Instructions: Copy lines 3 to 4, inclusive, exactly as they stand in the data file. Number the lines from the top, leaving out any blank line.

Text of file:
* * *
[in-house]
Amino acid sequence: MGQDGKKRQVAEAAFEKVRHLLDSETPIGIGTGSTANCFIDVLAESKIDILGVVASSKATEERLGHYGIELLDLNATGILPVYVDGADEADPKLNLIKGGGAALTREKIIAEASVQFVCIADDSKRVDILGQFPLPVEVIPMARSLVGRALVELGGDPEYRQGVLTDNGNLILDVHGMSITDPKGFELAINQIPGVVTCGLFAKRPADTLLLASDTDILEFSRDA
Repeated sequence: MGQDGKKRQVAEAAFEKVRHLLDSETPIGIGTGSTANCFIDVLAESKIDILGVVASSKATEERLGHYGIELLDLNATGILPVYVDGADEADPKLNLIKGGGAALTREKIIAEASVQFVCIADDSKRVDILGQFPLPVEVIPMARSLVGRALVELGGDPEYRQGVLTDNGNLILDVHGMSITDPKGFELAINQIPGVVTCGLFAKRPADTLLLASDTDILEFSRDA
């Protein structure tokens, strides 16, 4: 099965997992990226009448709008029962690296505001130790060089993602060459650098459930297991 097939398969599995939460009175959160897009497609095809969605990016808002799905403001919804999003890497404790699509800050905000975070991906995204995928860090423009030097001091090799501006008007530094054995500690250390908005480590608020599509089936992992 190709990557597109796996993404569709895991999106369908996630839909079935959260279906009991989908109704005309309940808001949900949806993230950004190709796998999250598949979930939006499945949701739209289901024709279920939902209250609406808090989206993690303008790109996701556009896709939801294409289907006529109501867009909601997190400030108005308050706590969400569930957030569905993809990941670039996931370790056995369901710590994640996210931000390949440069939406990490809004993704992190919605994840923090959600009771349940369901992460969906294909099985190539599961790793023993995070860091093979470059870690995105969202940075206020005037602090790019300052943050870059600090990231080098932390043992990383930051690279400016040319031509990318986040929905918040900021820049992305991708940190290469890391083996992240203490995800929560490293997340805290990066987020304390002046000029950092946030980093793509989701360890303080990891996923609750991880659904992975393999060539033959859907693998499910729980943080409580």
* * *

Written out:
Repeated sequence: MGQDGKKRQVAEAAFEKVRHLLDSETPIGIGTGSTANCFIDVLAESKIDILGVVASSKATEERLGHYGIELLDLNATGILPVYVDGADEADPKLNLIKGGGAALTREKIIAEASVQFVCIADDSKRVDILGQFPLPVEVIPMARSLVGRALVELGGDPEYRQGVLTDNGNLILDVHGMSITDPKGFELAINQIPGVVTCGLFAKRPADTLLLASDTDILEFSRDA
């Protein structure tokens, strides 16, 4: 099965997992990226009448709008029962690296505001130790060089993602060459650098459930297991 097939398969599995939460009175959160897009497609095809969605990016808002799905403001919804999003890497404790699509800050905000975070991906995204995928860090423009030097001091090799501006008007530094054995500690250390908005480590608020599509089936992992 190709990557597109796996993404569709895991999106369908996630839909079935959260279906009991989908109704005309309940808001949900949806993230950004190709796998999250598949979930939006499945949701739209289901024709279920939902209250609406808090989206993690303008790109996701556009896709939801294409289907006529109501867009909601997190400030108005308050706590969400569930957030569905993809990941670039996931370790056995369901710590994640996210931000390949440069939406990490809004993704992190919605994840923090959600009771349940369901992460969906294909099985190539599961790793023993995070860091093979470059870690995105969202940075206020005037602090790019300052943050870059600090990231080098932390043992990383930051690279400016040319031509990318986040929905918040900021820049992305991708940190290469890391083996992240203490995800929560490293997340805290990066987020304390002046000029950092946030980093793509989701360890303080990891996923609750991880659904992975393999060539033959859907693998499910729980943080409580």